References: Klock FA et al. Management of intermediaterisk pulmonary embolism: uncertainties and challenges. Eur J Haematol. 2015 Dec;95(6):489-97. doi: 10.1111/ejh.12612. Epub 2015 Jul 15.

Link to current trial (still recruiting patients):


Reperfusion Treatment

A. The Pulmonary Embolism Thrombolysis Trial (PEITHO) compared, in a double‐blind manner, fibrinolysis with tenecteplase plus heparin vs. placebo plus heparin in 1005 patients with acute PE. Eligible patients had RV dysfunction, plus myocardial injury; that is, they were at intermediate‐high risk of an adverse early outcome. The primary outcome, a composite of all‐cause death or hemodynamic decompensation/collapse, was significantly reduced with tenecteplase. On the other hand, there was an increased incidence of hemorrhagic stroke after fibrinolytic treatment with tenecteplase; major non‐intracranial bleeding events were also increased in the tenecteplase group compared with placebo. This study strongly argues against the standard application of thrombolysis in hemodynamically stable PE patients.

B. Catheter‐directed techniques are considered an alternative to surgery. The safety and efficacy of pharmacomechanical fibrinolysis is supported by the results of a recent trial which enrolled 150 patients with submassive (intermediate‐risk) or massive (high‐risk) PE. Due to the lack of high‐quality studies in patients with PE in general as well as in patients with intermediate‐risk PE specifically, the safety and efficacy of these interventions remain unknown.

Anticoagulation Treatment

New non‐vitamin K‐dependent oral anticoagulants (NOACs), in particular direct factor IIa (thrombin) and factor Xa inhibitors, were developed and tested in large phase‐3 randomized clinical trials. A meta‐analysis of the phase III clinical trials on VTE showed that new oral anticoagulants were associated with a significantly lower risk of major as well as fatal hemorrhage compared to VKA treatment. The experience with NOACs in current trials on intermediate risk PE is limited.



EUH Morning Report: Should lasix (furosemide) be considered in the setting of hypercalcemia?

The Bottom Line: Avoid loop diuretics in the setting of acute hypercalcemia, except it may be considered for patients with concomitant volume overload.

DynaMed Plus provides the following information on loop diuretics:

  • inhibits calcium resorption in distal renal tubule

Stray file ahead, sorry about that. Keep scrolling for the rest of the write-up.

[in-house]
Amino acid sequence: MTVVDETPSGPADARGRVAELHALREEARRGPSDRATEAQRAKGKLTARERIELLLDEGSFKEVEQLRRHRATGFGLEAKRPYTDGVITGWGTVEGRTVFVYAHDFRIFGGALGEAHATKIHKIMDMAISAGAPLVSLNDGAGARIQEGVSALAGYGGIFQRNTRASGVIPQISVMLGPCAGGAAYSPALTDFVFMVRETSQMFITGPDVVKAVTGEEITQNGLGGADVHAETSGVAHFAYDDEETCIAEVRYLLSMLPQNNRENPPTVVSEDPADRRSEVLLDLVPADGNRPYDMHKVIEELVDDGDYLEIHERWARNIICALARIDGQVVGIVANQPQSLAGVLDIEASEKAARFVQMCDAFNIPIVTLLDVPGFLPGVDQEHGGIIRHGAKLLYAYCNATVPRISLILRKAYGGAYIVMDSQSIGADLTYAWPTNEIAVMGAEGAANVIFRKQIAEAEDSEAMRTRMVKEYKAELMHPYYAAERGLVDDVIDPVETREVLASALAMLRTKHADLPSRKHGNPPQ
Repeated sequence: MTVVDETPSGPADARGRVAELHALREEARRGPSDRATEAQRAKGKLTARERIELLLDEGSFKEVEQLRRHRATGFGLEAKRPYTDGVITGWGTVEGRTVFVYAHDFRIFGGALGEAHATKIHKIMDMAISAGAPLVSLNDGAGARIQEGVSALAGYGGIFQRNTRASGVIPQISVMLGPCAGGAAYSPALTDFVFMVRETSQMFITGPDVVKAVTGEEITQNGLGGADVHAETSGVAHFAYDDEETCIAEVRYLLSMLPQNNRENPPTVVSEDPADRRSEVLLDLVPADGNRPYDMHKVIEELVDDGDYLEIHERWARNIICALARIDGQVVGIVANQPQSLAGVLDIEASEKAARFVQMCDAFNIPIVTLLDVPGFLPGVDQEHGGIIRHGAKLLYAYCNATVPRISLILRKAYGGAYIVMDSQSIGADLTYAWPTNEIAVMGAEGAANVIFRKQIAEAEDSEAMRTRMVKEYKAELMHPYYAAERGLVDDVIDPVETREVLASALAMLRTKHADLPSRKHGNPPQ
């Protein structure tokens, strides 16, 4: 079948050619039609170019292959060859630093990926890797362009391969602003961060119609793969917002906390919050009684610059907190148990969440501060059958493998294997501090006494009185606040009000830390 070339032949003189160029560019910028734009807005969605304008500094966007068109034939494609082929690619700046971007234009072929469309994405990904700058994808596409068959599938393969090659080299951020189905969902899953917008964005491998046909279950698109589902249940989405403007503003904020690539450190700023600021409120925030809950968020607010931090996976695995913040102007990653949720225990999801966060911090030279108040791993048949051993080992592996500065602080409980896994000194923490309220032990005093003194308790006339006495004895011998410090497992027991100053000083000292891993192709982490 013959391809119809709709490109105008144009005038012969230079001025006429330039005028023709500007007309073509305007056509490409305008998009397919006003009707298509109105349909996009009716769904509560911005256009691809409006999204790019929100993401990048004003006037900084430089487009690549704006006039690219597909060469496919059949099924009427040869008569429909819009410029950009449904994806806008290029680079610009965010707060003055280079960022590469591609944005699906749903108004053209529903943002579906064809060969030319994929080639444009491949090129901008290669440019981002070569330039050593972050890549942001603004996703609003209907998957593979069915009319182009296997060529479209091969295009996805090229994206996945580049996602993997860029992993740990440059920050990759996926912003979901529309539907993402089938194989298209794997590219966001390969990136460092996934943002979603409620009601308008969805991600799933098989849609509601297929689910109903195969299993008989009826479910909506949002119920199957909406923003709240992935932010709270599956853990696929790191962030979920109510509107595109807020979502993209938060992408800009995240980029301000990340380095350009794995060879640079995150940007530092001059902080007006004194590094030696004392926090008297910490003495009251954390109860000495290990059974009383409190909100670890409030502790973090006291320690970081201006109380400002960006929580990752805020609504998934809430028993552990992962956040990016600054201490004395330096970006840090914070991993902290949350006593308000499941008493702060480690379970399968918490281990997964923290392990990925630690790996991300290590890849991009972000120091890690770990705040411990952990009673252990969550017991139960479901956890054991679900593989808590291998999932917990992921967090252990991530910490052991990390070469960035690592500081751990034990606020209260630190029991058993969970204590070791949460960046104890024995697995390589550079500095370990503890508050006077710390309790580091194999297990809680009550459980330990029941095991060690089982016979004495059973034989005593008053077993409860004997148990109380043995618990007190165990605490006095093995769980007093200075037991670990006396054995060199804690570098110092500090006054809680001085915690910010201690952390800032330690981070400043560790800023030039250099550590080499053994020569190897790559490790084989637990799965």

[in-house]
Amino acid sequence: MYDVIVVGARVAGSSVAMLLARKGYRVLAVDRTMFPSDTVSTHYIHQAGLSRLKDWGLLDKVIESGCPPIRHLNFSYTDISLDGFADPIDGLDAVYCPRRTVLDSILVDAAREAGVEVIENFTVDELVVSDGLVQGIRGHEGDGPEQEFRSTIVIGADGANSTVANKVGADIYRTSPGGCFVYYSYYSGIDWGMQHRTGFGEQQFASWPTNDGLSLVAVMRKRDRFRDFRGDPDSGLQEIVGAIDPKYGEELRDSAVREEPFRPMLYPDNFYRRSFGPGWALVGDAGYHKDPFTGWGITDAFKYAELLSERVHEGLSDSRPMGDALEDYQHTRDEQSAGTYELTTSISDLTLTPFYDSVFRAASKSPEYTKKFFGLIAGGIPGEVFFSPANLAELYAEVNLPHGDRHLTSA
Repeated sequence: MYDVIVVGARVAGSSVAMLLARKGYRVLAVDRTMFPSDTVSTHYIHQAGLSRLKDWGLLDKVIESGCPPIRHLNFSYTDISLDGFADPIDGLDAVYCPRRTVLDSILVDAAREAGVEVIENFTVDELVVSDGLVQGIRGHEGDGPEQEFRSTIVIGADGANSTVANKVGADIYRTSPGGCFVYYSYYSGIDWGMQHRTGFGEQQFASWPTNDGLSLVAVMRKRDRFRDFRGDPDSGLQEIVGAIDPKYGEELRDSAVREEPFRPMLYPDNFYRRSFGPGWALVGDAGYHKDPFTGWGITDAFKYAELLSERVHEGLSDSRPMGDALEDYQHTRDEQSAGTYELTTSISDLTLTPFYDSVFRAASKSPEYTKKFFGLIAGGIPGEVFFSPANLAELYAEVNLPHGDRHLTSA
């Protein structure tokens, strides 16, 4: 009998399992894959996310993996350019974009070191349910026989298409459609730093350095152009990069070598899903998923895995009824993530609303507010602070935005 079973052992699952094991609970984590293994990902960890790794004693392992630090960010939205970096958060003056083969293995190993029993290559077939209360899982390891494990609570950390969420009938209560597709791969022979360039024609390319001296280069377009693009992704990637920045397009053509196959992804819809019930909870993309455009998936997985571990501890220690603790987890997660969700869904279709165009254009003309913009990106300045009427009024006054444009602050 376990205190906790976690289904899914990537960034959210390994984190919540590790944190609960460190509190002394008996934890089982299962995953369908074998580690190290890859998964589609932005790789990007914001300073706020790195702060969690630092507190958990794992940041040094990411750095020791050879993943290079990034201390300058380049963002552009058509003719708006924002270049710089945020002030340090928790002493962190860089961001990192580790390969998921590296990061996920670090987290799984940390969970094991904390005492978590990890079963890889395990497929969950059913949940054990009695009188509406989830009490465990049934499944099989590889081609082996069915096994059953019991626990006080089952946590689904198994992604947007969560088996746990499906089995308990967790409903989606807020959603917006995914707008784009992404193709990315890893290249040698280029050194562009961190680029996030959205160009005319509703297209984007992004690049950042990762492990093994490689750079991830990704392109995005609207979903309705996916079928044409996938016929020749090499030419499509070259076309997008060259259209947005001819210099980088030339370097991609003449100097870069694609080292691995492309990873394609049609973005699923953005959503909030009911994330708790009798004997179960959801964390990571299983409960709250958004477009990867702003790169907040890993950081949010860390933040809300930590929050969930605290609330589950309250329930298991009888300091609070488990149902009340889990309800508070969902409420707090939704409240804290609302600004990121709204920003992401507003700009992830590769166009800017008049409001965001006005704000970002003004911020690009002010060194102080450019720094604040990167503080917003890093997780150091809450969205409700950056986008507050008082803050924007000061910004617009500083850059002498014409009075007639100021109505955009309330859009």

• may worsen volume depletion and electrolyte derangements and should be used with caution
  • no evidence to support use in acute hypercalcemia
    • may be used to control volume overload
    • associated with hypokalemia and possibly contributes to dehydration

References: DynaMed Plus [Internet]. Ipswich (MA): EBSCO Information Services. 1995 – . Record No. 116018, Hypercalcemia; [updated 2016 Dec 27, cited 2018 Jul 19]; [about 10 screens]. Emory login required.

LeGrand SB, Leskuski D, Zama I. Narrative review: furosemide for hypercalcemia: an unproven yet common practice. Annals of Internal Medicine. 2008;149(4):259-263.

Summary: The following is a review of LeGrand et al’s 2008 article (NEJM Journal Watch):

A literature review found little support for the use of the diuretic furosemide to treat hypercalcemia.

Many textbooks recommend saline and furosemide as first-line management for hypercalcemia. Investigators searched the literature since 1950 for studies of furosemide or bisphosphonate use for hypercalcemia in people.

They identified nine reports — the most recent from 1983 — involving 37 patients treated with furosemide for hypercalcemia; doses ranged from 240 mg to 2400 mg. Calcium normalized in 14 of 39 episodes, and within 12 hours in only two cases. Intensive monitoring was accompanied by replacement of fluid and electrolyte losses. Complications included hypernatremia, coma, metabolic acidosis, hypophosphatemia and hypomagnesemia, altered mental status, and tetany.

Investigators identified 56 clinical studies of bisphosphonates — 34 were randomized and included more than 1000 patients. In a systematic review of 26 studies of bisphosphonate use in hypercalcemia of cancer, calcium levels normalized in more than 70% of patients. The authors conclude that volume repletion and bisphosphonate therapy should be the standard management strategy for hypercalcemia, with furosemide used only for managing fluid overload.


Forced saline diuresis for hypercalcemia is a long-standing practice that persists, even in authoritative texts, despite the absence of evidence for its efficacy, the existence of known risks, and the availability of other proven treatments. Saline and bisphosphonates, with or without calcitonin, are the standard of care for hypercalcemia.

EUH Morning Report: What is the criteria for liver transplantion in patients with hepatocellular carcinoma?

The Bottom Line: Liver transplant is recommended for patients with potentially resectable or transplantable disease according to performance status or lack of severe comorbidity, or in patients with unresectable disease who meet Milan or United Network for Organ Sharing (UNOS) criteria. Controversy exists over liver transplantation in patients with tumors marginally outside Milan or UNOS criteria, but some institutions may still consider it (DynaMed Plus, 2017).

  • Milan criteria for liver transplantation for hepatocellular carcinoma includes either of:
    • single lesion ≤ 5 cm in diameter
    • 2-3 lesions all ≤ 3 cm in diameter
  • UNOS criteria for liver transplantation for hepatocellular carcinoma includes both of:
    • Milan criteria
    • no evidence of macrovascular involvement or extrahepatic disease

Reference: DynaMed Plus [Internet]. Ipswich (MA): EBSCO Information Services. 1995 – . Record No. 909499, Management of early hepatocellular carcinoma / Liver Transplant; [updated 2017 May 31, cited 2018 June 28]; [about 24 screens]. Emory login required.


(DynaMed Plus, 2017)

EUH Morning Report: Review of type 1 vs type 2 hepatorenal syndrome